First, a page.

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Using 24-Hour Weight as Reference for Weight Loss Calculation Reduces Supplementation and Promotes Exclusive Breastfeeding in Infants Born by Cesarean Section

Xiaomeng Deng, Margaret McLaren
Breastfeeding Medicine: the Official Journal of the Academy of Breastfeeding Medicine 2018, 13 (2): 128-134
29356561

BACKGROUND AND OBJECTIVES: To promote exclusive breastfeeding, supplements are not recommended without medical indications such as clinical evidence of dehydration. Loss of ≥10% of birth weight (BW) often triggers supplementation due to nursery staff's concern for dehydration. Studies have demonstrated that transplacental passage of maternal intrapartum intravenous fluids for anesthesia may inflate BW. Researchers have proposed using newborn's 24-hour weight (24HW), after fluid diuresis, as preferred reference for weight loss calculation. The mother-infant unit at Hartford Hospital, a Baby-Friendly Hospital, implemented this recommendation into routine practice in March 2014. This study was conducted to evaluate this practice change's safety and effectiveness in decreasing supplementation.

METHODS: We performed a retrospective chart review on healthy full-term newborns delivered by C-section in 12 months before (n = 404) and a 12-month period after (n = 263) incorporating the 24HW into routine practice. Overall supplementation rate, maximum weight loss, length of stay (LoS), and peak transcutaneous bilirubin (TcB) were compared.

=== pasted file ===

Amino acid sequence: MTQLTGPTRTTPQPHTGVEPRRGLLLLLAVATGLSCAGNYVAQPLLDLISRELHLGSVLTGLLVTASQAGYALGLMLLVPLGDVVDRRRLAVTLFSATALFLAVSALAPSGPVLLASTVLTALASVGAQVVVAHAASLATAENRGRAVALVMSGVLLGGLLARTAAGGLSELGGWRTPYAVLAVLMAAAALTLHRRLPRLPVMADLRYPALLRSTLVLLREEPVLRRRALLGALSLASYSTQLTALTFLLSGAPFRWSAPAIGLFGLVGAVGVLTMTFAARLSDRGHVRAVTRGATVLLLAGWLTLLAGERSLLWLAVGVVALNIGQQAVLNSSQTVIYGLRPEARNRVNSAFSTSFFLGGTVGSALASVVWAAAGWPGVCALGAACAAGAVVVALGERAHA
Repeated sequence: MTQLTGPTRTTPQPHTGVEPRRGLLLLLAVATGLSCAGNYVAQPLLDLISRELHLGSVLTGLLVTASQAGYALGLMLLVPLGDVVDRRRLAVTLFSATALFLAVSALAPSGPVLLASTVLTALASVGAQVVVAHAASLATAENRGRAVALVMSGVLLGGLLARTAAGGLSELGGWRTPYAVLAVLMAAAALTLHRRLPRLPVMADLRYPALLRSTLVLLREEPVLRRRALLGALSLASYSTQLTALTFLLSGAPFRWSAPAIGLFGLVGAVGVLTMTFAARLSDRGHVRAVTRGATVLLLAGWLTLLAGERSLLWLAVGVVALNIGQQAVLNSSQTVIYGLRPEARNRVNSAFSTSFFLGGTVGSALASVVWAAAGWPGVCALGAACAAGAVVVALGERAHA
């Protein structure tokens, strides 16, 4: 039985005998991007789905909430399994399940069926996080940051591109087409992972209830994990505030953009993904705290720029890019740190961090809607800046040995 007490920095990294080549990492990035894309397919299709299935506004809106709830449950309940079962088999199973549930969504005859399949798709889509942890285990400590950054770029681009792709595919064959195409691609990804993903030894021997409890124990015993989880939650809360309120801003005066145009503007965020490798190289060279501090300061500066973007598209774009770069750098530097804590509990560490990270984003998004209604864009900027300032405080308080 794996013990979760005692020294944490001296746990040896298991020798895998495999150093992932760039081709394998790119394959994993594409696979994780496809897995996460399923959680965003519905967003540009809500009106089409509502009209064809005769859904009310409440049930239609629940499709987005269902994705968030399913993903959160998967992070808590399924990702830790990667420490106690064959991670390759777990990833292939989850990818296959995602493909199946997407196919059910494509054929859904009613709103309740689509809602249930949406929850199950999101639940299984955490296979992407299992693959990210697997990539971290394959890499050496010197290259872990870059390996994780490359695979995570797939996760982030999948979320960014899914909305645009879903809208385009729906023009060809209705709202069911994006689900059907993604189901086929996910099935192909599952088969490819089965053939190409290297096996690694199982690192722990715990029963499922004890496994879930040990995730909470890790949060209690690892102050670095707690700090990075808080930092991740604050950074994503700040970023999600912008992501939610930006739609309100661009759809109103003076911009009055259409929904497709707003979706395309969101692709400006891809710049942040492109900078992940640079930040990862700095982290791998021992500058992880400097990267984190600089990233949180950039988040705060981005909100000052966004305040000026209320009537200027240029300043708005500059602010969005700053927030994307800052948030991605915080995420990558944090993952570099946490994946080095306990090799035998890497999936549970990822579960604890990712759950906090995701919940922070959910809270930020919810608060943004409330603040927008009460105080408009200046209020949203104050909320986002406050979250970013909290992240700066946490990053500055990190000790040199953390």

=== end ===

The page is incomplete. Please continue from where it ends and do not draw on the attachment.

RESULTS: Overall supplementation rate decreased from 43.6% pre- to 27.4% postintervention and in first-time mothers from 51.9% to 31.0%. Among infants losing ≥10% of BW, the supplementation rate decreased from 63.9% to 26.2%. There was no significant increase in maximum weight loss, peak TcB level, or LoS overall or in those with ≥10% weight loss from birth.

CONCLUSION: Routine use of 24HW as the reference for newborn weight loss calculation reduced supplementation and did not increase untoward effects during the hospital stay.

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